Posted October 18, 2013 by Michael J. Kora in Seasonal

Protecting your home and family when the power goes out – and stays out

Super storms like Sandy, significant floods in Colorado and other natural disasters remind us of the devastating effect a long-term power outage can have on a neighborhood. But it doesn&rsquot take a significant disaster to take down the energy &ndash and make life challenging &ndash for days. A basic winter storm with heavy snow and ice can do the trick, too.

&ldquoExtended power loss in the wake of a storm or all-natural disaster can be as damaging and threatening as the disaster itself,&rdquo cautions Ed Del Grande, a master contractor and nationally syndicated home improvement expert. &ldquoFood spoiling in the refrigerator or an uncomfortable temperature in your residence may possibly be the least of your worries. When the energy&rsquos out, your home&rsquos sump pump won&rsquot work and could lead to flooding. A home-based organization could shed essential information and days of operations. And family members with special wants could be especially impacted.

With hurricane season in complete swing and winter rapidly approaching, it makes sense to prepare your house and household to face a prospective energy outage. The experts at Kohler Generators provide some suggestions:

* Have a program that covers how you will evacuate your property and neighborhood, if required, an established meeting spot if you drop speak to with loved ones, and a list of essential phone numbers such as doctors, family members members, etc.

* Prepare an emergency kit utilizing a backpack or a massive plastic bucket with a lid. Stock it with 3 days&rsquo worth of nonperishable food and water, a flashlight with extra batteries, a battery-powered or hand-cranked radio, battery-powered clock, very first help kit, cash, medications and a CD or USB drive that includes digital copies of critical documents. Store your kit in a safe place that you can get to effortlessly in case of emergency.

* If you&rsquore ordered to evacuate, do so instantly. If you&rsquore able to ride out the storm in your house, turn off and/or unplug key appliances like water heaters, stoves and air conditioning units. Unplug electronics like TVs and PCs, microwaves and stereos. This will help prevent damage to appliances and stay away from overloading the system when the energy comes back on. Leave just 1 light on so you&rsquoll know when the energy is restored.

* Never connect a portable generator straight into the electrical technique of your property electrical energy could flow backward into the power lines, endangering lives. Plug appliances straight into a transportable generator employing appropriately rated extension cords. Make positive the portable generator is appropriately vented to stay away from the risk of carbon monoxide poisoning. In no way bring a portable generator into your residence, garage or on a porch. Maintain it outdoors with lots of ventilation at all times.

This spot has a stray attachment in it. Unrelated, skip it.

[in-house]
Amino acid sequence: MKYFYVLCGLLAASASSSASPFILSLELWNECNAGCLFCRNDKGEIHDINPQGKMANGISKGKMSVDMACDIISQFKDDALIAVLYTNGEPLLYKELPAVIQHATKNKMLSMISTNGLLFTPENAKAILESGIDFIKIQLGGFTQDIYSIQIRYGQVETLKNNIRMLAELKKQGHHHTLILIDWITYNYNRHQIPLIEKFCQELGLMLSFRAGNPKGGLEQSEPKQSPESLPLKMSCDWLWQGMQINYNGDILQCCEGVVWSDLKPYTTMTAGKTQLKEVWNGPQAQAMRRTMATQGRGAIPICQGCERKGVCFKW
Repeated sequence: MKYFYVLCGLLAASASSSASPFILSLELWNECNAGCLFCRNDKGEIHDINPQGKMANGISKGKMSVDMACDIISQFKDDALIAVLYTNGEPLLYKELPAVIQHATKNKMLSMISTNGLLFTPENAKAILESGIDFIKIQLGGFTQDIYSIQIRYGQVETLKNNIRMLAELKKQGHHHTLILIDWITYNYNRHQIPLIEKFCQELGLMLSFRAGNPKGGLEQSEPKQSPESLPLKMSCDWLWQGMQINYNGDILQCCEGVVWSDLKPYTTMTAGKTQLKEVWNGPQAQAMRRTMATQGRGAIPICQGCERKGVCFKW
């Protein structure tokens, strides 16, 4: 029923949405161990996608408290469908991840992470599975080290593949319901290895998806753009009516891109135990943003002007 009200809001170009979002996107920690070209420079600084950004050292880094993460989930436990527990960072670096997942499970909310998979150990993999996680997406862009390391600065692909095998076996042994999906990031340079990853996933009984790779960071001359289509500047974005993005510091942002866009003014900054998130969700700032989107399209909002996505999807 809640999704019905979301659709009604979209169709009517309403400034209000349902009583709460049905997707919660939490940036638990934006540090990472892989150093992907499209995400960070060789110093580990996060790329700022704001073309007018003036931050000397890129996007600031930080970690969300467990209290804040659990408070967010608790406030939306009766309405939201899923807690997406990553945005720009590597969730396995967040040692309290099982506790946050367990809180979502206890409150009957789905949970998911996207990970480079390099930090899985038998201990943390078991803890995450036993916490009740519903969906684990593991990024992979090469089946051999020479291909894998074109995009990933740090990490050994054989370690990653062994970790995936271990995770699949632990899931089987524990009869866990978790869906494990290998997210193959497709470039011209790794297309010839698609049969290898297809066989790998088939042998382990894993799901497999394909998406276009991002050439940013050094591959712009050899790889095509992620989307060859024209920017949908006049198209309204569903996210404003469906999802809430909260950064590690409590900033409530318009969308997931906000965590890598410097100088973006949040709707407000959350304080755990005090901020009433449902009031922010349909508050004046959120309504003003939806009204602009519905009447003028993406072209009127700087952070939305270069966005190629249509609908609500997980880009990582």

* To preserve your residence up-and-running for the duration of a power outage, think about permanently installing a standby generator before problems arrives. Even though portable generators can energy 1 or two appliances, a standby generator can supply energy for your entire house. A expert installer can place a standby generator outside your home it looks similar to a central air conditioning unit and runs on natural gas or propane, using existing gas lines. When the energy goes out, the standby generator automatically turns on to power critical and sophisticated appliances and systems such as heating and cooling, lights, refrigerators, sump pumps and home security systems.

Kohler, a leading manufacturer of automatic standby generators, advises homeowners taking into consideration a standby generator to:

* Appear for a unit that provides clean, constant energy and can handle heavy loads. A generator that produces sub-standard power could damage sophisticated electronics like HD TVs, stereos and computers. A generator that struggles to manage heavy loads will be significantly less efficient and might even fail in a pinch.

* Select a unit that can power up swiftly, permitting you to keep your property functioning without having interruption. A unit that powers up slowly might only handle a handful of circuits at a time, forcing you to select amongst which essential appliance or method you&rsquoll energy up very first.

* Take into account look, since a standby unit sits outdoors the house. Also, appear for a unit that is corrosion-resistant &ndash an particularly essential consideration for residences close to water.

To find out much more about standby power and to get an thought of the size generator your residence would want, pay a visit to www.KOHLERGenerators.com.

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Michael J. Kora